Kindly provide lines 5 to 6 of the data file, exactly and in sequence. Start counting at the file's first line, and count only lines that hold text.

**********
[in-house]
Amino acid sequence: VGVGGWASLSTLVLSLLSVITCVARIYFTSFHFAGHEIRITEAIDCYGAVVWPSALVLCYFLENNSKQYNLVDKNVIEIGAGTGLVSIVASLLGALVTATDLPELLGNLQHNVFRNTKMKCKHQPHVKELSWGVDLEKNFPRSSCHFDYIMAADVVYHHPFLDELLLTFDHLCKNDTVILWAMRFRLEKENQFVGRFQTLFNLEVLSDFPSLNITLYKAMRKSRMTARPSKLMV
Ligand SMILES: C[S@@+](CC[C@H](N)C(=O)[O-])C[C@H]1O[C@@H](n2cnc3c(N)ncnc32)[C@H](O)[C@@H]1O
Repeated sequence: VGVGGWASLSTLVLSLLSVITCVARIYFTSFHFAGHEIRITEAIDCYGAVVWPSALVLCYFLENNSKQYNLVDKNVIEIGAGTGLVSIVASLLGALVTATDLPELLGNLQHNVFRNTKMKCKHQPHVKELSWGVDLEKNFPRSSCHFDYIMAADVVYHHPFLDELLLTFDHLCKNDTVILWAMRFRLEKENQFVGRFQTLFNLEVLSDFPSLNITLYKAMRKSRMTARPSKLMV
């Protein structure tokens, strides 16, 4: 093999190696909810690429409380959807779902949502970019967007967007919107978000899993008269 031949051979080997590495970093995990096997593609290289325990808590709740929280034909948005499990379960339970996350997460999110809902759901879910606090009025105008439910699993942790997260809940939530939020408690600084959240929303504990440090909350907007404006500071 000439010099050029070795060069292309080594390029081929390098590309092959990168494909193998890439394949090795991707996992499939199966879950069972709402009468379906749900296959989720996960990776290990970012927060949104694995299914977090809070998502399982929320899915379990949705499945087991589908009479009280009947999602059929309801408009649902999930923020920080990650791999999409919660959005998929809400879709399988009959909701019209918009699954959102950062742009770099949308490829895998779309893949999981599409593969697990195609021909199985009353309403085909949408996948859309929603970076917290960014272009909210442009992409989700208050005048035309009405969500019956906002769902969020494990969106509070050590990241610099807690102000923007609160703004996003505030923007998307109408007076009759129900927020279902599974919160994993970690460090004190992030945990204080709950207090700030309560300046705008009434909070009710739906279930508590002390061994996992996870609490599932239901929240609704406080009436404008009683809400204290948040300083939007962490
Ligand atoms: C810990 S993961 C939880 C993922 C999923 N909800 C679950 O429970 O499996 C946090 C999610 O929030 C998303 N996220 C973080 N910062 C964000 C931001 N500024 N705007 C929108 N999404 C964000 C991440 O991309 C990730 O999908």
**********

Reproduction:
């Protein structure tokens, strides 16, 4: 093999190696909810690429409380959807779902949502970019967007967007919107978000899993008269 031949051979080997590495970093995990096997593609290289325990808590709740929280034909948005499990379960339970996350997460999110809902759901879910606090009025105008439910699993942790997260809940939530939020408690600084959240929303504990440090909350907007404006500071 000439010099050029070795060069292309080594390029081929390098590309092959990168494909193998890439394949090795991707996992499939199966879950069972709402009468379906749900296959989720996960990776290990970012927060949104694995299914977090809070998502399982929320899915379990949705499945087991589908009479009280009947999602059929309801408009649902999930923020920080990650791999999409919660959005998929809400879709399988009959909701019209918009699954959102950062742009770099949308490829895998779309893949999981599409593969697990195609021909199985009353309403085909949408996948859309929603970076917290960014272009909210442009992409989700208050005048035309009405969500019956906002769902969020494990969106509070050590990241610099807690102000923007609160703004996003505030923007998307109408007076009759129900927020279902599974919160994993970690460090004190992030945990204080709950207090700030309560300046705008009434909070009710739906279930508590002390061994996992996870609490599932239901929240609704406080009436404008009683809400204290948040300083939007962490
Ligand atoms: C810990 S993961 C939880 C993922 C999923 N909800 C679950 O429970 O499996 C946090 C999610 O929030 C998303 N996220 C973080 N910062 C964000 C931001 N500024 N705007 C929108 N999404 C964000 C991440 O991309 C990730 O999908």